June 20, 2015 by tristan savage
Dylann Roof in South Carolina
I’m reading Dylann Roof’s white supremacist manifesto today, from his blog “Last Rhodesian” (a reference to the white supremacist state that white South African separatists tried to maintain as a holdout of apartheid in modern-day Zimbabwe).
I’m still processing and thinking through it, but here are a few immediate thoughts that I’d like to suggest for discussion and strategizing. We will not think or talk our way out of racial terror- it will take long hours of difficult, disorienting, and unthanked work.
1) Over the last few days a lot of conservative institutions and politicians (from the Mormon-owned “Deseret News” in Salt Lake City, to Fox News, to Bill Freeman here in Nashville) have tried to minimize or deflect from the fact that Roof specifically stated that he was targeting black people and that he was trying to start a race war. Fox, for example, tried to argue that this was an “attack on Christianity”. At first it seemed like Fox and others would be immediately discredited and would have to retract and correct their mistakes, but then it looks like they doubled down and decided they would hold to that line and try to fragment the US media conversation into two self-contained worlds- a mainstream world where people acknowledge this as an attack of intentional racial terror, and a separate conservative media world where journalists and Right-wing politicians collude, in collective bad faith, to maintain a misleading narrative that there was no racial content to the Charleston murders (and continue to try to co-opt the tragedy in defense of conservative christianity).
Reading this manifesto leaves no doubt that Roof’s attack on the Mother Emanuel church was explicitly intended to kill black people, and that he chose the target (or at least the city) because of its historic importance to the black liberation struggle. Hopefully most news sources will quietly drop the ‘christianity under attack’ narrative. But Roof’s manifesto also reminds us that getting good information into the mainstream media simply isn’t enough to prevent this kind of racial terror in the future. In Roof’s manifesto, he argues that he has “read hundreds of slave narratives”, that he spent extensive time on the website of the “council of conservative citizens” (a grassroots fascist organization with ties to dozens of prominent Republicans including Trent Lott and Bob Barr), which he found on google, and he references extensive conversations from within the white nationalist movement (about the Northwest Front, ‘jewish question’, etc). In order to prevent racial terror, we must enter, disrupt, and starve the resources of the white nationalist movement, including its own self-contained media and its relationships with the conservative mainstream media.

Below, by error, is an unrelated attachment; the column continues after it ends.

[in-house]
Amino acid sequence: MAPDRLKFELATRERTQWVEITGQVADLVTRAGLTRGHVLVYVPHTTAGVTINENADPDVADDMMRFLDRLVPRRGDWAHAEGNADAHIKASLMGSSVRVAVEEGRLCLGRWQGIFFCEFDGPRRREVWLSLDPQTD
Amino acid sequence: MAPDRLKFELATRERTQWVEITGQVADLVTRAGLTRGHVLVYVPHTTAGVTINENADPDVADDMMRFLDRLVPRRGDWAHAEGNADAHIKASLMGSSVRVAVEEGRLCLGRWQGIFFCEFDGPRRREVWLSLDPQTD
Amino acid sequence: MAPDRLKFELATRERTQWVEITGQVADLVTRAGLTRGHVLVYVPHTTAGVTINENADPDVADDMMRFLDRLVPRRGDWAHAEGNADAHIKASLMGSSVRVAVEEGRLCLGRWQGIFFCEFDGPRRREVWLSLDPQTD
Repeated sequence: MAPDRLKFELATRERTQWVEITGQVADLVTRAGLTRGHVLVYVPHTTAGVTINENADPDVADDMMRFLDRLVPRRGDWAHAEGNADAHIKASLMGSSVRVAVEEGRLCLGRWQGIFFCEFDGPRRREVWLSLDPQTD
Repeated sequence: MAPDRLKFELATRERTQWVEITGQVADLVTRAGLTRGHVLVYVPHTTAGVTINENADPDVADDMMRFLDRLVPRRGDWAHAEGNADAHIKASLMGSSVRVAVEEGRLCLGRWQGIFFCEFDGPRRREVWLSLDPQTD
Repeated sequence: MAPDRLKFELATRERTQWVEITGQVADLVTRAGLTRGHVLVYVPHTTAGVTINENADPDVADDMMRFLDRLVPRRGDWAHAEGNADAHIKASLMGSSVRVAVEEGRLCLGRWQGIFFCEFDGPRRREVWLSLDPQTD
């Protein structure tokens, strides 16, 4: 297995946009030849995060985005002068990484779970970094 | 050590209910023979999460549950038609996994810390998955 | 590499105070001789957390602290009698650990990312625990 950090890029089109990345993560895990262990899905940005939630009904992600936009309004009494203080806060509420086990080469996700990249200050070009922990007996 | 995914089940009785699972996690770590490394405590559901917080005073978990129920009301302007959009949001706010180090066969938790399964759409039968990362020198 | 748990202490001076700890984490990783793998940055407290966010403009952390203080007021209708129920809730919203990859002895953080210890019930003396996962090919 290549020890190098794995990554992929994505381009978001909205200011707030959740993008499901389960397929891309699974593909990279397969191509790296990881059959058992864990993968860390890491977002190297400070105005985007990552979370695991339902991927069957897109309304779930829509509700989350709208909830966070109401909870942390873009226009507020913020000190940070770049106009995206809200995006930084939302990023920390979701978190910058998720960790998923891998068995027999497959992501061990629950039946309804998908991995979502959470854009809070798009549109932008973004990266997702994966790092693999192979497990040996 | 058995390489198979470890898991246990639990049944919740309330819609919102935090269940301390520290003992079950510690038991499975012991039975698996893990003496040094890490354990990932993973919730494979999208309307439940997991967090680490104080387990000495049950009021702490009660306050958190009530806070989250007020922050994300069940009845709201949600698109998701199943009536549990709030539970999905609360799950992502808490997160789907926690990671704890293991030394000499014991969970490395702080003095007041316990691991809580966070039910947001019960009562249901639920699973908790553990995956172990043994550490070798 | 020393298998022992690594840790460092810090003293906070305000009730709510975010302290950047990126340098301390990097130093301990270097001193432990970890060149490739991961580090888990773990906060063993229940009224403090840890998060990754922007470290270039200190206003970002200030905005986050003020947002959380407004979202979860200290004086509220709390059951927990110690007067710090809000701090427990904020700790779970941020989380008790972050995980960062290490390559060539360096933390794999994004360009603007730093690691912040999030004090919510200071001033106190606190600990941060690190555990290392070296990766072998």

2) Roof explains that he was radicalized by racial tensions rising during the George Zimmerman murder trial. We need to understand that rising tensions have two poles- within anti-racist circles, these events may galvanize and spark action and renewed anti-racist commitment, but within racist circles, they often have the same result of generating new cadre of white supremacists. The only way to prevent this is to interrupt that process by reaching the people that white supremacists are working every day to recruit before they do, and containing their ability to multiply their resources and ideologies. The Council of Conservative Citizens, for example, was founded in the 1960’s as part of the backlash against the black freedom struggle, and quickly rose to nearly 1 million members. It’s up to us to challenge and isolate the rising white supremacist movement in the US, and prevent them from gaining similar kinds of ground.